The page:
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Plaintiffs Startley General Contractors, Inc. ("Startley"), and Mandy Powrzanas, appealed the denial of their renewed motion to have Jefferson Circuit Court Judge Robert Vance, Jr. recuse himself from the underlying action the plaintiffs filed against the Water Works Board of the City of Birmingham ("BWWB"), Board members, Jones Utility and Contracting Co., Inc., and Richard Jones (collectively, “defendants.”). Plaintiffs alleged the defendants conspired to violate Alabama's competitive-bid law in ways that resulted in financial harm to the plaintiffs. Plaintiffs contended that Judge Vance had received monetary contributions to his 2018 campaign for Chief Justice of the Alabama Supreme Court from law firms and attorneys representing the defendants. The Alabama Supreme Court concluded the renewed motion to recuse did not fall under the auspices of section 12–24–3, Ala. Code 1975, because it was not based on campaign contributions in "the immediately preceding election." Moreover, “even if [section] 12–24–3 did apply, the plaintiffs failed to establish a rebuttable presumption for recusal because, in order to meet the required threshold, the plaintiffs: (1) included contributions from law firms and individuals who were not ‘parties,’ as that term is defined in 12–24–3(c), to the case; (2) aggregated campaign contributions from multiple parties in contravention to 12–24–3(b) addressing campaign contributions made by ‘a party to the judge or justice’; and (3) incorrectly assumed that ‘total campaign contributions raised during the election cycle’ refers to one-month totals for campaign contributions rather than the ordinary meaning of an ‘election cycle,’ which concerns a longer period.” The Court concluded plaintiffs did not establish that a single, actual "party" to this case gave a "substantial campaign contribution" that would give rise to the conclusion that "[a] reasonable person would perceive that [Judge Vance's] ability to carry out his ... judicial responsibilities with impartiality is impaired." View "Startley General Contractors, Inc. v. Water Works Board of the City of Birmingham et al." on Justia Law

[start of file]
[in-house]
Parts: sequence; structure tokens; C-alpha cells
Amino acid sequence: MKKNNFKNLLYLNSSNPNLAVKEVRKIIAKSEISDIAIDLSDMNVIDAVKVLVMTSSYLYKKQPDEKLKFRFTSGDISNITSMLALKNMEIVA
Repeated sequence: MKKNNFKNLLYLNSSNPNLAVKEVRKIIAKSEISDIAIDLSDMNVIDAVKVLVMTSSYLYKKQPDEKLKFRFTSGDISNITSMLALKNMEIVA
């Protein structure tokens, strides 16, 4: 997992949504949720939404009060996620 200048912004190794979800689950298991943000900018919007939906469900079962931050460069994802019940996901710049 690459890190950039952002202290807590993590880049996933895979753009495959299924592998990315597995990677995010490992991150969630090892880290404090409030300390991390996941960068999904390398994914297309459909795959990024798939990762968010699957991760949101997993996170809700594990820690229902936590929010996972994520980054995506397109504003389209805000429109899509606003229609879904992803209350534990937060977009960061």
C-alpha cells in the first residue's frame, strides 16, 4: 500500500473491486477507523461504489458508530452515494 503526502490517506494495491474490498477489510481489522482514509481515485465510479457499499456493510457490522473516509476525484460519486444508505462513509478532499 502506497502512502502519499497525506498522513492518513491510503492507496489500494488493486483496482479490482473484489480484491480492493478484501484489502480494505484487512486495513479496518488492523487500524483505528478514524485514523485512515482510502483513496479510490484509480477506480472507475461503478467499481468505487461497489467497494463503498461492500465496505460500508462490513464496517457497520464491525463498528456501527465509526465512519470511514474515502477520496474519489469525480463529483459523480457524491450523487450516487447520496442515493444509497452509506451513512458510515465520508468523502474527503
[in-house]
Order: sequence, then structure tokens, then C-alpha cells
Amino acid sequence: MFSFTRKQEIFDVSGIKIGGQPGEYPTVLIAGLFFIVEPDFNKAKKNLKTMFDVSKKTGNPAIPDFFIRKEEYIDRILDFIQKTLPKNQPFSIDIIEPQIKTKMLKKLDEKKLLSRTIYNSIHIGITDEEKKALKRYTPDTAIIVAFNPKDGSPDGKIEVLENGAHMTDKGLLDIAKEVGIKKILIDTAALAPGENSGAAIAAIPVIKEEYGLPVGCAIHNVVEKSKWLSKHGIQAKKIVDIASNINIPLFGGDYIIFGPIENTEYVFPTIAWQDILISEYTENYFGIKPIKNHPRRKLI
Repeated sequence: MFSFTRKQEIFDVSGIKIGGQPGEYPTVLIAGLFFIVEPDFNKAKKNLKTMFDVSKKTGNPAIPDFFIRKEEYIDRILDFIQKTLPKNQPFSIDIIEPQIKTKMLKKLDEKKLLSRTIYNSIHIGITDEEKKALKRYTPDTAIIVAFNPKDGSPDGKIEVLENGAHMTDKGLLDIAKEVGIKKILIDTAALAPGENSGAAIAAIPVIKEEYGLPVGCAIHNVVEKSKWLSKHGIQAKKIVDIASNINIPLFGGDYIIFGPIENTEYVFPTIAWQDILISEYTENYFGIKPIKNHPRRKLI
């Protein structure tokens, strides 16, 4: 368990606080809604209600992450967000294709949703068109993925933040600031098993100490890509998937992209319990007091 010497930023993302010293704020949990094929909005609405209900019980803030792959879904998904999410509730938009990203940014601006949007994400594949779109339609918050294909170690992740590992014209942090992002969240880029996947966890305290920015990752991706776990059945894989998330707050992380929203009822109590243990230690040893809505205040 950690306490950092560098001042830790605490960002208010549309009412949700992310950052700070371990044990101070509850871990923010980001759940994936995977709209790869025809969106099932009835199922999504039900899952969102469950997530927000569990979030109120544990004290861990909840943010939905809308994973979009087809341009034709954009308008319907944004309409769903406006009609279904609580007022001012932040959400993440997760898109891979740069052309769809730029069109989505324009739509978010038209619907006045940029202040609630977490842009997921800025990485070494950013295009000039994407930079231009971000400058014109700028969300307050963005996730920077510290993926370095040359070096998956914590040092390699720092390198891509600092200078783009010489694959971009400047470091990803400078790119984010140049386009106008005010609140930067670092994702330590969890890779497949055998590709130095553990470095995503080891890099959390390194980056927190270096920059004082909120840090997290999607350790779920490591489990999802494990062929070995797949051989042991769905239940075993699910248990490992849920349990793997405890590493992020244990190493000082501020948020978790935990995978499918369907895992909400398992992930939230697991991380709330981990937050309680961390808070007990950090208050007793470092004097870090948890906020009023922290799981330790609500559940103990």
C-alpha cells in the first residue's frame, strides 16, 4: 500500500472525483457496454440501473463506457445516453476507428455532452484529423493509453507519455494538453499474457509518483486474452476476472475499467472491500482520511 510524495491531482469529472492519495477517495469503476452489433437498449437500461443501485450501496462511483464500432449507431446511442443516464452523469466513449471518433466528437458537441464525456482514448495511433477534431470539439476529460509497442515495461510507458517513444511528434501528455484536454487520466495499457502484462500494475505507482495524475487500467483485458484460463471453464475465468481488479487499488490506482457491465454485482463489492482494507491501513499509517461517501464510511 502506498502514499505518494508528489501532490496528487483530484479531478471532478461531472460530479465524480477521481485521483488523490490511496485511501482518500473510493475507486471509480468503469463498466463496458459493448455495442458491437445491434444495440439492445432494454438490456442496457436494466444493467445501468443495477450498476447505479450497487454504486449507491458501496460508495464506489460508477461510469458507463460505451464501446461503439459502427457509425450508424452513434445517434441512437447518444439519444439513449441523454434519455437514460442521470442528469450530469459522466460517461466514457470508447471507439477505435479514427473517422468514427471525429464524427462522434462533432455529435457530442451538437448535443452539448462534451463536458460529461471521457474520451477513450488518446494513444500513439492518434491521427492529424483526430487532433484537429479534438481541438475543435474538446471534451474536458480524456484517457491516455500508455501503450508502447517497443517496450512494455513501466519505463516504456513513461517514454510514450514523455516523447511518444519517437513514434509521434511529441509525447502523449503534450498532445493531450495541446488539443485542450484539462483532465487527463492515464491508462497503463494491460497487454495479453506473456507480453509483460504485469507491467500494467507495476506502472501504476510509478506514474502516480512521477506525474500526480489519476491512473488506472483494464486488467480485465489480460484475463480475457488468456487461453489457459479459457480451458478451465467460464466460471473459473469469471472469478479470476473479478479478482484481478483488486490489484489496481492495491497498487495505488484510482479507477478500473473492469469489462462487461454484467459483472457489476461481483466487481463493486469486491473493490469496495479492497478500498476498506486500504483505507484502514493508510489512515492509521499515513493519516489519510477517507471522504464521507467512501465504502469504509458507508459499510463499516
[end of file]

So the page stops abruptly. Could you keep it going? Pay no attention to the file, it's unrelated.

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The Court of Appeal affirmed the trial court's judgment entered in favor of the law firm in an action where defendant entered a written settlement and release from a 2008 judgment to the plaintiff in the underlying lawsuit. The settlement and release released the attorney fees and costs due to the law firm pursuant to the firm's retainer agreement with plaintiff. The law firm then brought this action against defendant, seeking attorney fees and costs, plus interest, awarded in the underlying litigation and incorporated into the judgment. The court held that defendant's act of executing the memorandum was communicative, but it was one act in a course of tortious conduct to deprive the law firm of its attorney fees. Therefore, defendant's noncommunicative conduct was not protected by the litigation privilege. The court also held that there was sufficient evidence to establish that defendant knew of the law firm's attorney fee lien and that he intended to interfere with the firm's collection of its attorney fees and costs. View "Mancini & Associates v. Schwetz" on Justia Law